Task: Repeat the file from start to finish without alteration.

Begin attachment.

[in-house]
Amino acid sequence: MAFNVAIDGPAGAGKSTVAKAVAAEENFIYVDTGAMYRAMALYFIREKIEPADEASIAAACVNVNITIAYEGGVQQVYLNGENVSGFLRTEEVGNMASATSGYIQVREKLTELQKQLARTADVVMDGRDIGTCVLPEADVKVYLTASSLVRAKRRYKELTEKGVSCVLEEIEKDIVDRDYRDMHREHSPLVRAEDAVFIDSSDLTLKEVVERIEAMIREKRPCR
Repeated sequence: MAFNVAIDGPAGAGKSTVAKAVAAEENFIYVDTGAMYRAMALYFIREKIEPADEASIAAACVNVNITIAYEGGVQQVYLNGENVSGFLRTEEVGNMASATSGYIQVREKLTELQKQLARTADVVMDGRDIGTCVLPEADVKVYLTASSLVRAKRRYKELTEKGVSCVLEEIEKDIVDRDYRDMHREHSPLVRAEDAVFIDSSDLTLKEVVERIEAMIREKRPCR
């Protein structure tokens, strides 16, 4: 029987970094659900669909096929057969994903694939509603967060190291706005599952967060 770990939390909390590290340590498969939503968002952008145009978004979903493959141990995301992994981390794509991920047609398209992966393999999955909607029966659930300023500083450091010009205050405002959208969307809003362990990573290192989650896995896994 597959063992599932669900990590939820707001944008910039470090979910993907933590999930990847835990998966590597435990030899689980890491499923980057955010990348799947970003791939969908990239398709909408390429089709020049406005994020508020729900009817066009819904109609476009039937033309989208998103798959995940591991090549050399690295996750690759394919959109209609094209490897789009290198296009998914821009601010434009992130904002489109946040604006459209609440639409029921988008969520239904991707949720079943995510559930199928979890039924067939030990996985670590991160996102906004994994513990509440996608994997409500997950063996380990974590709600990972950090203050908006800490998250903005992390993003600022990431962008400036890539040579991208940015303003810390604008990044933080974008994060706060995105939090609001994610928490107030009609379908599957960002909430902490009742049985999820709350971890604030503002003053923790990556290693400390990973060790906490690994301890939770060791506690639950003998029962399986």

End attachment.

[in-house]
Amino acid sequence: MAFNVAIDGPAGAGKSTVAKAVAAEENFIYVDTGAMYRAMALYFIREKIEPADEASIAAACVNVNITIAYEGGVQQVYLNGENVSGFLRTEEVGNMASATSGYIQVREKLTELQKQLARTADVVMDGRDIGTCVLPEADVKVYLTASSLVRAKRRYKELTEKGVSCVLEEIEKDIVDRDYRDMHREHSPLVRAEDAVFIDSSDLTLKEVVERIEAMIREKRPCR
Repeated sequence: MAFNVAIDGPAGAGKSTVAKAVAAEENFIYVDTGAMYRAMALYFIREKIEPADEASIAAACVNVNITIAYEGGVQQVYLNGENVSGFLRTEEVGNMASATSGYIQVREKLTELQKQLARTADVVMDGRDIGTCVLPEADVKVYLTASSLVRAKRRYKELTEKGVSCVLEEIEKDIVDRDYRDMHREHSPLVRAEDAVFIDSSDLTLKEVVERIEAMIREKRPCR
């Protein structure tokens, strides 16, 4: 029987970094659900669909096929057969994903694939509603967060190291706005599952967060 770990939390909390590290340590498969939503968002952008145009978004979903493959141990995301992994981390794509991920047609398209992966393999999955909607029966659930300023500083450091010009205050405002959208969307809003362990990573290192989650896995896994 597959063992599932669900990590939820707001944008910039470090979910993907933590999930990847835990998966590597435990030899689980890491499923980057955010990348799947970003791939969908990239398709909408390429089709020049406005994020508020729900009817066009819904109609476009039937033309989208998103798959995940591991090549050399690295996750690759394919959109209609094209490897789009290198296009998914821009601010434009992130904002489109946040604006459209609440639409029921988008969520239904991707949720079943995510559930199928979890039924067939030990996985670590991160996102906004994994513990509440996608994997409500997950063996380990974590709600990972950090203050908006800490998250903005992390993003600022990431962008400036890539040579991208940015303003810390604008990044933080974008994060706060995105939090609001994610928490107030009609379908599957960002909430902490009742049985999820709350971890604030503002003053923790990556290693400390990973060790906490690994301890939770060791506690639950003998029962399986």